COVID-19 can't stop these brothers from helping others

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09 Sep 2020 | PEOPLE

COVID-19 can't stop these brothers from helping others

Fighting together in the battle against COVID-19: ME4 Sivakumar S/O Kanagasundaram was inspired by elder brother CPT Deeban to help migrant workers affected by the pandemic.

//Story by Thrina Tham

//Photos by Chua Soon Lye & courtesy of ME4 Sivakumar

English 华文
Brothers ME4 Sivakumar (left) and CPT Deeban both served two-month deployments as part of the Inter-Agency Task Force, assisting migrant workers affected by COVID-19.

From an empty parade square and field to a facility that can comfortably house about 500 migrant workers recovering from COVID-19: Captain (CPT) Deeban's unit – the Motorised Infantry Training Institute – had three weeks to establish a Community Recovery Facility (CRF) in Guillemard Camp.

Tentages had to be set up, along with beds, drinking points, showers and electrical points. When signages on safety measures were being put up, CPT Deeban even roped in his elder brother to get friends to check the translations in languages such as Myanmese and Hindi.

In those first few weeks of April, the Fire Support Officer trainer would often leave home at 6.30am and return at close to 2am.

Every night, his mother would wait up for him. Though she was concerned about her son, she understood why he wanted to do his part in the COVID-19 operations.

"Even though I was coming home late, my mum would be waiting for me to eat. It's these little things, that support from family, that drives us to do more," said the 33-year-old.

CPT Deeban (front) getting suited up in personal protective equipment before heading for duty at the CRF in Guillemard Camp.

As the migrant workers started streaming into the CRF, the team noticed that many of them did not pack sufficient clothing for their stay. So the trainers started collecting clothes, with CPT Deeban's family also chipping in to donate.

"We couldn't go out to meet other people (during the circuit breaker period) then, so everything came from the team's families," he recalled.

After the setup of the CRF, his team continued to manage the welfare of the workers, such as overseeing their meal distribution and waste collection.

CPT Deeban (front row, second from left) with his unit at Guillemard Camp. CRFs were also set up at five other camps to provide temporary accommodations for migrant workers recovering from COVID-19. The running of these CRFs was eventually handed over to facility managers, to provide specialised care of these patients.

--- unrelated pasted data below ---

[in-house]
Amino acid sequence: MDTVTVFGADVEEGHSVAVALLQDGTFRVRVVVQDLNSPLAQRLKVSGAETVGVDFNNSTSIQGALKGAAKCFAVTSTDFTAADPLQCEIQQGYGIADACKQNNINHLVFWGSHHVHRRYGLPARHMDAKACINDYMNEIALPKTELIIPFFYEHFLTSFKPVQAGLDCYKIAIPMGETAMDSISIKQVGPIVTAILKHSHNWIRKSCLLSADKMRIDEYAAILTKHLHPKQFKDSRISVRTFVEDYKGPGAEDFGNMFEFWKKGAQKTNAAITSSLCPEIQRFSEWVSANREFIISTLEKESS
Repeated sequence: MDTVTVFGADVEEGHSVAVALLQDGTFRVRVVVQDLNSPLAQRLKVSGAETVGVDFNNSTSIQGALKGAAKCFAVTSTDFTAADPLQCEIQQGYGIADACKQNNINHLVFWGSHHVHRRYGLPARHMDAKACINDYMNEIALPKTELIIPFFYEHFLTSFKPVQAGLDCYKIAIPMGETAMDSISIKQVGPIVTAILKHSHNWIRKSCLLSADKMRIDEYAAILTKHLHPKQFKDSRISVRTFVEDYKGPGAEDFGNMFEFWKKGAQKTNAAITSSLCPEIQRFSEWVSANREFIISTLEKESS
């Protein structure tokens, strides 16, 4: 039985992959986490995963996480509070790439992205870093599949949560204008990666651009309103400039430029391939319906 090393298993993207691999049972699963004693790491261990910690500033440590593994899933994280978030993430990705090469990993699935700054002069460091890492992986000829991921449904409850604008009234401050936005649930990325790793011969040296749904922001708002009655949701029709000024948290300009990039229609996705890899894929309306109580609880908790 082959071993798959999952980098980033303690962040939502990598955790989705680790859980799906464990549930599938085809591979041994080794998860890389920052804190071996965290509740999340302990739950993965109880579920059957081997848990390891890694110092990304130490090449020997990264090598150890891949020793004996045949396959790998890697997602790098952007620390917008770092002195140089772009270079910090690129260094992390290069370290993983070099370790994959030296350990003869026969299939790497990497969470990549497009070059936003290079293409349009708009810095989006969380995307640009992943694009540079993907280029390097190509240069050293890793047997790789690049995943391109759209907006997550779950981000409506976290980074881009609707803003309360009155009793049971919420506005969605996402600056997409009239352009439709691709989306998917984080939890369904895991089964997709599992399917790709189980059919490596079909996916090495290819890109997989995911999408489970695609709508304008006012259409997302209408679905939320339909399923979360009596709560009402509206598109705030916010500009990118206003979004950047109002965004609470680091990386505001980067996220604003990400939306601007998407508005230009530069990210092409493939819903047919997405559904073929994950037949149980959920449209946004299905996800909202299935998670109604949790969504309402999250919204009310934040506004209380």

His experiences over his two-month deployment spurred his younger brother to join him on the front line.

Military Expert (ME) 4 Sivakumar, 28, said: "I saw him coming home late from his duties, and seeing him so exhausted yet so determined (to continue) made me want to be a part of that and help in whichever way I can."

On 4 May, he joined the Forward Assurance Support Team (FAST) at Kranji Lodge 1 dormitory to support the dormitory management in tackling the spread of COVID-19.

ME4 Sivakumar communicating with dormitory staff to coordinate the movement of the migrant workers within Kranji Lodge 1.

As the number of cases were high, ME4 Sivakumar took the option to live in an accommodation outside of home. He did not want to risk transmitting the virus to his 67-year-old father.

This was a tough time for the close-knit family. CPT Deeban explained: "I still came home almost every night, but my brother was staying outside for two months. It reassured us when he video-called, especially for my Mum who would be waiting for his calls."

ME4 Sivakumar added that these calls with family and friends helped to keep his morale up and prevent work from becoming too overwhelming.

The FAST deployment worked closely with the medical team to monitor the patients' health and manage their movements, and introduced safe distancing measures to curb the spread of the virus.

They also ensured the well-being of the migrant workers, and helped them with issues such as remittance and banking.

"The COVID-19 situation was new and the ops was unprecedented. We just focused on our tasks and communicated (with the workers) frequently," said ME4 Sivakumar.

For the Air Force Engineer from 507 Squadron, it helped that he had his brother fighting alongside him on the front line in Singapore's battle against the virus.

"In a way, it felt like when I first joined the SAF (Singapore Armed Forces) –nervous and asking him about how it's going to be.

"To know that this is something my brother also went through was of great support to me."

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